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CA charter schools association to LAUSD: ‘We’re not the problem’

Mike Szymanski | July 28, 2015

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California Charter Schools AssociationAfter contentious LAUSD school board elections in which the California Charter Schools Association was widely criticized for negative campaigning and accused of draining money from traditional district schools, the association pushed back today asserting that its opponents have mischaracterized the group as detrimental to district.

In a conference call with reporters, the association presented data that suggests charters continue to be a valuable option for LA-area parents seeking an alternative to traditional district schools for their children. The association built its case around data provided by the state Department of Education and other sources.

One of the biggest issues addressed was whether the steady loss of students to charter schools puts a drain on LA Unified’s traditional schools, in both numbers and money.

No, said association officials. The CCSA vice president of policy, Colin Miller, said charter school money does not come out of the district’s budget and up to 3 percent of charter schools revenues go back to the district for oversight costs.

“The decline in enrollment at LAUSD is not due to charter schools,” Miller said, alluding to one of the chief reasons district officials cite as a cause of the district’s budget deficit. In the past decade, LAUSD enrollment dropped by 194,251 students and charter school enrollment increased by 106,710 students, according to state figures. He said that leaves 87,541 students  — or 45 percent — of the decline that isn’t accounted for by charter school enrollment.

The association also focused on how more English learner students are enrolling in charter schools in urban areas — and actually thriving in some programs. And, the district is working closer with charter schools in handling more special education students.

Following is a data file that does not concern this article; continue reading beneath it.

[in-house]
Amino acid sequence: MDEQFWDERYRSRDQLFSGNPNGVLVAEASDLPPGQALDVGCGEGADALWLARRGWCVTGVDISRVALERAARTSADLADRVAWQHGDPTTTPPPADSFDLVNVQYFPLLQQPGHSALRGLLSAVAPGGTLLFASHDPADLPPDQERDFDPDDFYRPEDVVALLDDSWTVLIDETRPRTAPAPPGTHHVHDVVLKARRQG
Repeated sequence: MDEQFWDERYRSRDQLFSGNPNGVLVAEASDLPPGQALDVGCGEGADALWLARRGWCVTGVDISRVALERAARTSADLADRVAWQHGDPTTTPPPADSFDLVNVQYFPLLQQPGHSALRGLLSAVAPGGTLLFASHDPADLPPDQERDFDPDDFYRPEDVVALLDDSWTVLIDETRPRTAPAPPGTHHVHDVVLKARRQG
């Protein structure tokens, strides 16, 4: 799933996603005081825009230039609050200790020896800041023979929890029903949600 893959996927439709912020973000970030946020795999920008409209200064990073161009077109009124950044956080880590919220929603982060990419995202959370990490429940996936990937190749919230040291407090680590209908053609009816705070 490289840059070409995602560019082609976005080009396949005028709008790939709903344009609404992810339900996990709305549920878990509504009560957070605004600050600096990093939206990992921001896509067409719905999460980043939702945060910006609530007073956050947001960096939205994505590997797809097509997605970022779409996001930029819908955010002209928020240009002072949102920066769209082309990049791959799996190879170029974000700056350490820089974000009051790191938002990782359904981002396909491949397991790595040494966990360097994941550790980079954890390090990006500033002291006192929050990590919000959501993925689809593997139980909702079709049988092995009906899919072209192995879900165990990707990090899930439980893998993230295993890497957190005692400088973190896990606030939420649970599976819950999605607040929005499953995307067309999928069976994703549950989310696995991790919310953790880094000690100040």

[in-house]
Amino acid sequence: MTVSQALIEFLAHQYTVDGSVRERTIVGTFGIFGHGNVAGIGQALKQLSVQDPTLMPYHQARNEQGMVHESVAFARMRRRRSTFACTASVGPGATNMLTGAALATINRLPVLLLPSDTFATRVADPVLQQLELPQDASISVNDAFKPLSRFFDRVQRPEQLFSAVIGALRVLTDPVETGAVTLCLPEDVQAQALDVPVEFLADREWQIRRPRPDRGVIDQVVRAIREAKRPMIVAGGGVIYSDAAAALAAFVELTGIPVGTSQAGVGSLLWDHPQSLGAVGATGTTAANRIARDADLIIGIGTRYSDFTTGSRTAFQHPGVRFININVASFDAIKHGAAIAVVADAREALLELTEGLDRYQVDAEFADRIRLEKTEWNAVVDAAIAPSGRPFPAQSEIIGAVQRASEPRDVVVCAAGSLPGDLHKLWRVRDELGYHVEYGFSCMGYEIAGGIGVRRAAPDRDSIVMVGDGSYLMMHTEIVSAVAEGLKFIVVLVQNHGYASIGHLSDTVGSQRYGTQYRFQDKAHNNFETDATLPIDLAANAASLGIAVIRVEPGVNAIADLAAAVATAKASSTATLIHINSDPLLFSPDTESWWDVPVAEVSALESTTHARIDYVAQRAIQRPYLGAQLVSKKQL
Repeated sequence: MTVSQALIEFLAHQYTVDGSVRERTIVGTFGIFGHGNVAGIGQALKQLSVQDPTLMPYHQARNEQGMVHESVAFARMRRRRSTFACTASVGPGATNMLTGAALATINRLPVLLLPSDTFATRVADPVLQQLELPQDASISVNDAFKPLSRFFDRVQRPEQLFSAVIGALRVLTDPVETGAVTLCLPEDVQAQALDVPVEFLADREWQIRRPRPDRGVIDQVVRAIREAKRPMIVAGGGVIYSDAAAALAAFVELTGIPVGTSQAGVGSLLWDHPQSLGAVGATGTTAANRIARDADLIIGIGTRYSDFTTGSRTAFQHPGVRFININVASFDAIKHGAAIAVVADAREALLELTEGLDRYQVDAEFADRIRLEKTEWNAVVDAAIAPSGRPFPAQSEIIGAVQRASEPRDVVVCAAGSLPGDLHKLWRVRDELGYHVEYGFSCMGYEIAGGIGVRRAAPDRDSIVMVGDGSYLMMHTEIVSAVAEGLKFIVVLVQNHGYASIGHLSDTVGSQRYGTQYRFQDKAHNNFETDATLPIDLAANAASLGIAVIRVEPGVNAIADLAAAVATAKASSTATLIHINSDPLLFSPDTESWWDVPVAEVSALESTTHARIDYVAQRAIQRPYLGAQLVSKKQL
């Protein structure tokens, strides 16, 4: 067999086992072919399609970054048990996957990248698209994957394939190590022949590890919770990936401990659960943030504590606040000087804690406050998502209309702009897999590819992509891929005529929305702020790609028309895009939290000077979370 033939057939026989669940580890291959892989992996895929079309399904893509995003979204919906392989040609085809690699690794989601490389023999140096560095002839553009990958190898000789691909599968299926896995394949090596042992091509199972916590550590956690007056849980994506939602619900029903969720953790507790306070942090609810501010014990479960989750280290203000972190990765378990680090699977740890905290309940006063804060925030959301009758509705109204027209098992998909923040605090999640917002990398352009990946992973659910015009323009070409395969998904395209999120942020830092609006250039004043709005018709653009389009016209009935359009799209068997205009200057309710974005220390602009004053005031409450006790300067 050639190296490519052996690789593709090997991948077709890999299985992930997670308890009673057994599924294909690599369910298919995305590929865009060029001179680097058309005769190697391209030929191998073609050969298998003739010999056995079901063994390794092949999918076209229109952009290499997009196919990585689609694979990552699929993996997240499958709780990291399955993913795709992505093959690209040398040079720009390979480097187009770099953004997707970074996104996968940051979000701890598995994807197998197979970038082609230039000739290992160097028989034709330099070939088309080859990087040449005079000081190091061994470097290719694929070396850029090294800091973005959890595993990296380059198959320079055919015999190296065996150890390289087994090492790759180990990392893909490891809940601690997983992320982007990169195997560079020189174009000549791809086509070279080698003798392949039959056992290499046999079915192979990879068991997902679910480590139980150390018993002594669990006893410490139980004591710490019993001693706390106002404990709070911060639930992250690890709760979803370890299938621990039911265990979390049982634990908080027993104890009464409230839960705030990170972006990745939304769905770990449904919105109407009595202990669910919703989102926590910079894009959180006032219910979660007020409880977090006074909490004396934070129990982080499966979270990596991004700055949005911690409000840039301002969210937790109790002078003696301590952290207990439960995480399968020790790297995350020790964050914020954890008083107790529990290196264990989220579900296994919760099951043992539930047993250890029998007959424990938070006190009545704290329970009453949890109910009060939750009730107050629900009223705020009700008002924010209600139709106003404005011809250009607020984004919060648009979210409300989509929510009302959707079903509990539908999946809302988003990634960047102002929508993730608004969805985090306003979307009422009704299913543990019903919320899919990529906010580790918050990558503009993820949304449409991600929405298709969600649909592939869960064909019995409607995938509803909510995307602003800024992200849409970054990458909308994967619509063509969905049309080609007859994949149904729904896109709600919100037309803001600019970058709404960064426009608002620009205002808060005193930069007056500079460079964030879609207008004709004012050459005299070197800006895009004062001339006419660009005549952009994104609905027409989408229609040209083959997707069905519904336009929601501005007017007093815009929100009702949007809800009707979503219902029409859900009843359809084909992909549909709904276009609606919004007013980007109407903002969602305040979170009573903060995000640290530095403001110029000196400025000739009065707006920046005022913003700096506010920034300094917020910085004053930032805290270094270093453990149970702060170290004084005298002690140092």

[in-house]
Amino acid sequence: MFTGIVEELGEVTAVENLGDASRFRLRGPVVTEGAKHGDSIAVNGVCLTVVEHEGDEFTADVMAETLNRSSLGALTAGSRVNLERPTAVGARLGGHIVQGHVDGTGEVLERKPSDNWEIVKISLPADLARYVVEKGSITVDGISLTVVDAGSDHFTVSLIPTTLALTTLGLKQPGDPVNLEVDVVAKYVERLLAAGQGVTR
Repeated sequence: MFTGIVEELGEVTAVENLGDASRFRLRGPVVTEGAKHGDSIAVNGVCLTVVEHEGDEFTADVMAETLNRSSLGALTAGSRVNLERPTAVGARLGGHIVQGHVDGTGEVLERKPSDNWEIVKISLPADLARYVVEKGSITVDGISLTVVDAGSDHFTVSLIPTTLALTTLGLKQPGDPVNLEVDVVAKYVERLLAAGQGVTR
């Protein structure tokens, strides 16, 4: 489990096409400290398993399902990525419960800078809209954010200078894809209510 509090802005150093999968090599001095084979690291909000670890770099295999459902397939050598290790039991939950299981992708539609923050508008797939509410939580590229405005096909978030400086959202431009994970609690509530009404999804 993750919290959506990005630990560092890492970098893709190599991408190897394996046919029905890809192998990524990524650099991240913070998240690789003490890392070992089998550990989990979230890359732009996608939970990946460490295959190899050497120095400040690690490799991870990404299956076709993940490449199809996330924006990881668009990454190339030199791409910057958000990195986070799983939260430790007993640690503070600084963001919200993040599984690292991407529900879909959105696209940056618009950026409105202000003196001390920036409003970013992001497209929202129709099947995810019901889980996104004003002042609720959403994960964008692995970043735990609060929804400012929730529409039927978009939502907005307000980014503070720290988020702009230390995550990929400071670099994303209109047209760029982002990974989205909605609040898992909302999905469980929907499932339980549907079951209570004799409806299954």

Gina Plate, the senior special education advisor for CSSA, said the charter schools do not take away funding from LAUSD’s special ed programs, and although there are more children with special needs in traditional schools (about 1.9 percent more than in traditional district schools), the numbers enrolling in charter schools are increasing.

“Parents (of children with moderate to severe disabilities) are jumping to the charter sector now,” she said, pointing to 20 programs that LAUSD charters schools have in place. “The district is asking if they can buy or reserve seats in some special education charter programs. That’s a great message. We’re working close with the LAUSD.”

Plate added, “There are more children with disabilities going into charter schools than going out of charters.”

Dominic Zarecki, the senior analyst for Achievement and Performance Management at CCSA, said not only do charters schools have more English learners than traditional schools, but they are performing better at charter schools.

He pointed to state data that shows the average Academic Performance Index score for English learners at independent charter schools (748) exceeds that at traditional schools (688).

And Ricardo Soto, CCSA’s senior vice president for Legal Advocacy and General Counsel, said laws governing charters are “quite stringent.” He said that charter schools are held up to greater accountability standards, and the students still must take all the standardized tests.

“The scores for the schools are public and available for parents to see,” he said.

With LA Unified now seeking a new superintendent to work with new board president Steve Zimmer, one of the association’s strongest critics during the campaign for its work to unseat former member, Bennett Kayser, CSAA officials were asked what it would like to see in the next district leader.

“We don’t want him or her to be just for charter or traditional, or pilot or trade schools,” said spokesman Jason Mandell. “We want the new superintendent to fight for all kids. That is our main goal.”


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